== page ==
Why is Glendening so full of smiles?

April 08, 2001|By Barry Rascovar

PARRIS Glendening may not have many fast friends in the General Assembly but he sure knows how to get results.

Once again, as the state legislature wraps up its 2001 session tomorrow night, Maryland's chief executive is the big winner.

His agenda wasn't sweeping or wildly controversial. He did push the envelope on his pet Smart Growth program and his budget.

He once again carried water for organized labor.

And he presented himself as the financial Big Daddy of higher education, a move widely seen as a possible prelude to Mr. Glendening maneuvering himself into a well-paying job as chancellor of the University System of Maryland.

Not only did the governor lard state college campuses with oodles of money -- a nearly 10 percent increase in operating funds and hundreds of millions in building projects -- he also made sure that USM's board of regents would be Glendening-friendly when the next chancellor is picked.

In what many lawmakers saw as the epitome of chutzpah, the governor placed on the board his personal lawyer and two longtime loyalists. Add to that the other regents who regularly side with the governor and it looks like a slam-dunk for Mr. Glendening when the vote is called.

And just to make sure the next chancellor has some real muscle, the governor promoted a collective bargaining bill for 9,000 mostly blue-collar campus workers that centralizes power on labor issues in the chancellor's office -- not the campus presidents' offices.

Not only does that move stab at the heart of the university system's vaunted autonomy -- the bill forces USM to unionize, even though its workers have rejected unionization in the past -- it makes a mockery of the work of the Larson reform commission.

This blue-ribbon panel had recommended -- and the governor and legislature had agreed -- that the university should delegate decision-making to the campus presidents and not the chancellor.

The collective-bargaining bill, though, wipes out some of those gains. Labor relations will be centered in the chancellor's office.

While this made many legislators unhappy, they didn't dare oppose him. He's got the power, and he knows how to wield it.

No wonder Mr. Glendening won nearly every battle. Not only could dissenting lawmakers be punished by losing money for local projects or patronage jobs, they risked re-election jeopardy when the governor redraws legislative districts in coming months.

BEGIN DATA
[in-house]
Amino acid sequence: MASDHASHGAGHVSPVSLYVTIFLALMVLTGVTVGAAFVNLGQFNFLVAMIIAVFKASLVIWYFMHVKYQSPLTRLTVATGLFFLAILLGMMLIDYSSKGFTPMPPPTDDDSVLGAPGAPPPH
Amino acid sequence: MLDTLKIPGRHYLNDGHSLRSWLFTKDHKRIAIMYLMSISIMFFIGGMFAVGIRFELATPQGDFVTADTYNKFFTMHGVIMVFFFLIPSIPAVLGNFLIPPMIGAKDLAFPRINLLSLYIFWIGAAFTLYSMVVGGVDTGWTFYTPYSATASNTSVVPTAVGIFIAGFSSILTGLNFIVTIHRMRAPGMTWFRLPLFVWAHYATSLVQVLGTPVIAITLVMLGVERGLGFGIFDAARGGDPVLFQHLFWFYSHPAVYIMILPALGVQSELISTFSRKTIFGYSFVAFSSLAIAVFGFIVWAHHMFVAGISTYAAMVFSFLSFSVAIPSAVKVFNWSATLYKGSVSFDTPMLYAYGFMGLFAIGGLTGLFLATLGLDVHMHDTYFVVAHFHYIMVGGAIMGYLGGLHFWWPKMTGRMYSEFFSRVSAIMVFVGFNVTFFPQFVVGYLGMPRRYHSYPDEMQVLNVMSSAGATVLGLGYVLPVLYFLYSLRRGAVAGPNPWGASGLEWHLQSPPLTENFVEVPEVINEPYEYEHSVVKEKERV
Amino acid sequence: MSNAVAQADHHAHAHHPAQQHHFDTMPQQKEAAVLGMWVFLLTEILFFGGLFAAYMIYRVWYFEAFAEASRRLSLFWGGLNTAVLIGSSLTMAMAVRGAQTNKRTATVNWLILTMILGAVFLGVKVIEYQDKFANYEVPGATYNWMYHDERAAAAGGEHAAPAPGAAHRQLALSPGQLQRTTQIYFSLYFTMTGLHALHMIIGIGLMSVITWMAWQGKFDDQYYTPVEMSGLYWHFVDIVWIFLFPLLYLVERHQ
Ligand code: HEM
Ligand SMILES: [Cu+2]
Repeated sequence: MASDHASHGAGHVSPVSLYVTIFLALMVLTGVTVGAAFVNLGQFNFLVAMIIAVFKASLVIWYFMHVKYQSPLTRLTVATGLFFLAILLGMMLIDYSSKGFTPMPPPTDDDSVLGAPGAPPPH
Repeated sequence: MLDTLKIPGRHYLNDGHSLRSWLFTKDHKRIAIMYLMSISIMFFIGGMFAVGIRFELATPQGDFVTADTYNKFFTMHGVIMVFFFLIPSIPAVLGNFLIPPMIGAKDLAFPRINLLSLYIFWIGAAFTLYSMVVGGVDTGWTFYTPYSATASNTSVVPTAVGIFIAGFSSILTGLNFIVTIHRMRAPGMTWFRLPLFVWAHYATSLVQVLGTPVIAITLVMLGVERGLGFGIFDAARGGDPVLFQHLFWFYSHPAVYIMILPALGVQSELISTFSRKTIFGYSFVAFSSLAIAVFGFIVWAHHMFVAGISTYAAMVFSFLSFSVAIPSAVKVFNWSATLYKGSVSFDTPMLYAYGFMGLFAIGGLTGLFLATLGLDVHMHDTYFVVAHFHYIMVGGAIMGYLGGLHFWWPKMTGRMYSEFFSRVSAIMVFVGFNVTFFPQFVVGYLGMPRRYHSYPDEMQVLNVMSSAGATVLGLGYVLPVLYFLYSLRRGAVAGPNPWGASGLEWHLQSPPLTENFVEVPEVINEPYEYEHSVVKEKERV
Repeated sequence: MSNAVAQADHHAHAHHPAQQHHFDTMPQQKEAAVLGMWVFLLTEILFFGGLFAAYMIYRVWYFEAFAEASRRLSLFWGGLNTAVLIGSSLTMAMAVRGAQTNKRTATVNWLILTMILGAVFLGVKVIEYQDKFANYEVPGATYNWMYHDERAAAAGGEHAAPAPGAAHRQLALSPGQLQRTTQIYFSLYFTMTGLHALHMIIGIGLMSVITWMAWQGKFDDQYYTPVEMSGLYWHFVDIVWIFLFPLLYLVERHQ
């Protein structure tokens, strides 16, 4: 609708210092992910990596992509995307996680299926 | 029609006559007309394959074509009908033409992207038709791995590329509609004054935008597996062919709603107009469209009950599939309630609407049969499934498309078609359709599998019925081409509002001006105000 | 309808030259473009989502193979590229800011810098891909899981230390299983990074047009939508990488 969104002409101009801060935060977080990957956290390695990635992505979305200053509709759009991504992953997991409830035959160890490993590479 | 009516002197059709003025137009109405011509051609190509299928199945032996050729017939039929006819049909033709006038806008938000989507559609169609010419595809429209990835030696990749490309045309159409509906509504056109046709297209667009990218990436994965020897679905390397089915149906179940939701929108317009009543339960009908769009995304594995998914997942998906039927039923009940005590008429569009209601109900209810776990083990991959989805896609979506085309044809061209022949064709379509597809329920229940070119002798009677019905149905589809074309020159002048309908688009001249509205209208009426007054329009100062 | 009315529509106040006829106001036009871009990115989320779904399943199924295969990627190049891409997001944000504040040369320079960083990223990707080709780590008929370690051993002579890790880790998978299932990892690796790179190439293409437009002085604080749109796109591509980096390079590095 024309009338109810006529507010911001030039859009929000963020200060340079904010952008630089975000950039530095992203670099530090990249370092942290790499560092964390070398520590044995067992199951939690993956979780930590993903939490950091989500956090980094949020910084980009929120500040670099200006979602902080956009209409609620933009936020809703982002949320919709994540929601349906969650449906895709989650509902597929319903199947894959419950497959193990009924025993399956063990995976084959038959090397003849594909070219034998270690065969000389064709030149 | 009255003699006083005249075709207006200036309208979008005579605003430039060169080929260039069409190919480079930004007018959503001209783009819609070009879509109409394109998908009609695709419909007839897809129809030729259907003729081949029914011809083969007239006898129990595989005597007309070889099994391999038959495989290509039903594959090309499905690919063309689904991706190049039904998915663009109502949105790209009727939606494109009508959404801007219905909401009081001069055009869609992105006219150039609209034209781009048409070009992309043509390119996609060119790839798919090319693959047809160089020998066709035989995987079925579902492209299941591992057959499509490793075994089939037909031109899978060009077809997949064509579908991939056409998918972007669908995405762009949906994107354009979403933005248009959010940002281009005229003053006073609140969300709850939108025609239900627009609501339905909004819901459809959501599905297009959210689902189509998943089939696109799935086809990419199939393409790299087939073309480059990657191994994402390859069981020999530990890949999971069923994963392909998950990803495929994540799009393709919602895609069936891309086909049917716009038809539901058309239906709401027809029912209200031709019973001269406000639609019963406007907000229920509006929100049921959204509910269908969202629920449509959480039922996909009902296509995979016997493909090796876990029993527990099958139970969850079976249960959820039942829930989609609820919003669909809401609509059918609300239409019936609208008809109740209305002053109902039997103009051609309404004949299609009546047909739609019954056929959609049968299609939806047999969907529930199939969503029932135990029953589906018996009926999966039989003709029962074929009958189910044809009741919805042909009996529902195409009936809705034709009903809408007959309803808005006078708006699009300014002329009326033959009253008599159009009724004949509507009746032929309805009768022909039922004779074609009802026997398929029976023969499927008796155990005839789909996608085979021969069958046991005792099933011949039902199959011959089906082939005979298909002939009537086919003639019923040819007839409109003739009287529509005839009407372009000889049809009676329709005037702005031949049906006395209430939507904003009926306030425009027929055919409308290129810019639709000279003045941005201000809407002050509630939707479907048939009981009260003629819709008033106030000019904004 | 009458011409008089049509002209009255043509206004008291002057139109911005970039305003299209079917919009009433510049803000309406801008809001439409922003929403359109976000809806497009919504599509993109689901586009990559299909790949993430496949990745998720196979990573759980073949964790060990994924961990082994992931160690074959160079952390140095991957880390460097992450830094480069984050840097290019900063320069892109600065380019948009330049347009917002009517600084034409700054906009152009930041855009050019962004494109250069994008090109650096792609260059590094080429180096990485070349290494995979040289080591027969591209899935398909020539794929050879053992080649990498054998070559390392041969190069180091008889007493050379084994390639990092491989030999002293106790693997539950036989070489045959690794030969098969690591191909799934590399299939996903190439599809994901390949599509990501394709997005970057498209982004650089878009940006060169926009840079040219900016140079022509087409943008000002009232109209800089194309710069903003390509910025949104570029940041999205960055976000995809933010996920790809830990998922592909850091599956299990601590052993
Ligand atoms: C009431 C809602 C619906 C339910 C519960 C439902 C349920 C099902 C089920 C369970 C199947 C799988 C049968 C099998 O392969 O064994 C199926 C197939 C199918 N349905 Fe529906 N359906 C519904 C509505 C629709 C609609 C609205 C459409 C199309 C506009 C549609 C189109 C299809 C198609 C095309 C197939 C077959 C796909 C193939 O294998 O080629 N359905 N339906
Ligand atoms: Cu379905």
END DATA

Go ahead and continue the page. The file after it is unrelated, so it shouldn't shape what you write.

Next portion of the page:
Time is running out for Mr. Glendening. One more General Assembly session during his final term. So he tried to shoehorn all he could into this year's budget, even though he blew most of the state's accumulated surplus.

"There was too much stuff in the budget," said Sen. Barbara Hoffman, who chairs the panel that had to do the cutting, "but not much of it was junk."

Yet since we live in a world of limits, cuts were necessary to get back to more affordable levels.

In the end, the governor's Smart Growth initiatives were given firm endorsements, including an important plan to buy ecologically valuable land and others to revive older neighborhoods. Public schools received another bushel of construction funds and $30 million for early-education efforts.

There was money for improved foster-care services, expanded drug treatment, a start on probation reforms and a shift in treating delinquent juveniles in community settings instead of horrendously run state detention centers.

And the governor finally got his gay-rights bill approved as well as an enhanced minority set-aside purchasing program. His public transit initiative, while sliced by one-third, is his most progressive effort in this under-funded area.

When he gave his State of the State speech in January, Mr. Glendening spoke of "clouds on the horizon that threaten to destroy our great success and prosperity."

He was referring to social inequities, higher-education needs and environmental protection. He got the progressive steps he sought in all three areas.

But what he failed to note in that speech were the ominous recessionary clouds on the horizon.

Revenue estimates had to be cut back $50 million last month; $150 million in construction projects also were put on hold till December, when we should have a better feel for the impact of this economic downturn.

Mr. Glendening's optimistic, you-can-have-it-all outlook seemed a bit overwrought three months ago. Now, with the economy veering toward recession, his remarks already seem outdated.

Yes, he got what he wanted this legislative session. But he may pay a hefty price in next year's budget for assuming that Maryland's good economic times would continue until he left office.

Barry Rascovar is deputy editorial page editor.

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